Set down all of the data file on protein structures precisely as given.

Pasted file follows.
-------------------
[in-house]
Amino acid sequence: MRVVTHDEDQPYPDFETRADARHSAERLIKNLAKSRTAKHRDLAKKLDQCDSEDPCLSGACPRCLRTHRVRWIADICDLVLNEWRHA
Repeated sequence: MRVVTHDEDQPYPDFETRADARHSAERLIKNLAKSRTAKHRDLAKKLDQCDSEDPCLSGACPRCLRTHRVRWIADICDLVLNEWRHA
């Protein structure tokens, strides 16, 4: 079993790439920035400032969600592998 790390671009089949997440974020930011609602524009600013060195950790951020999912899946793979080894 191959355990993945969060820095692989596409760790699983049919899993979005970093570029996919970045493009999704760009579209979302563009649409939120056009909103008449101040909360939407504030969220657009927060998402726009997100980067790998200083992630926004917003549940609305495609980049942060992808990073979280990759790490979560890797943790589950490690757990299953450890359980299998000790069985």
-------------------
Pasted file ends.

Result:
[in-house]
Amino acid sequence: MRVVTHDEDQPYPDFETRADARHSAERLIKNLAKSRTAKHRDLAKKLDQCDSEDPCLSGACPRCLRTHRVRWIADICDLVLNEWRHA
Repeated sequence: MRVVTHDEDQPYPDFETRADARHSAERLIKNLAKSRTAKHRDLAKKLDQCDSEDPCLSGACPRCLRTHRVRWIADICDLVLNEWRHA
């Protein structure tokens, strides 16, 4: 079993790439920035400032969600592998 790390671009089949997440974020930011609602524009600013060195950790951020999912899946793979080894 191959355990993945969060820095692989596409760790699983049919899993979005970093570029996919970045493009999704760009579209979302563009649409939120056009909103008449101040909360939407504030969220657009927060998402726009997100980067790998200083992630926004917003549940609305495609980049942060992808990073979280990759790490979560890797943790589950490690757990299953450890359980299998000790069985």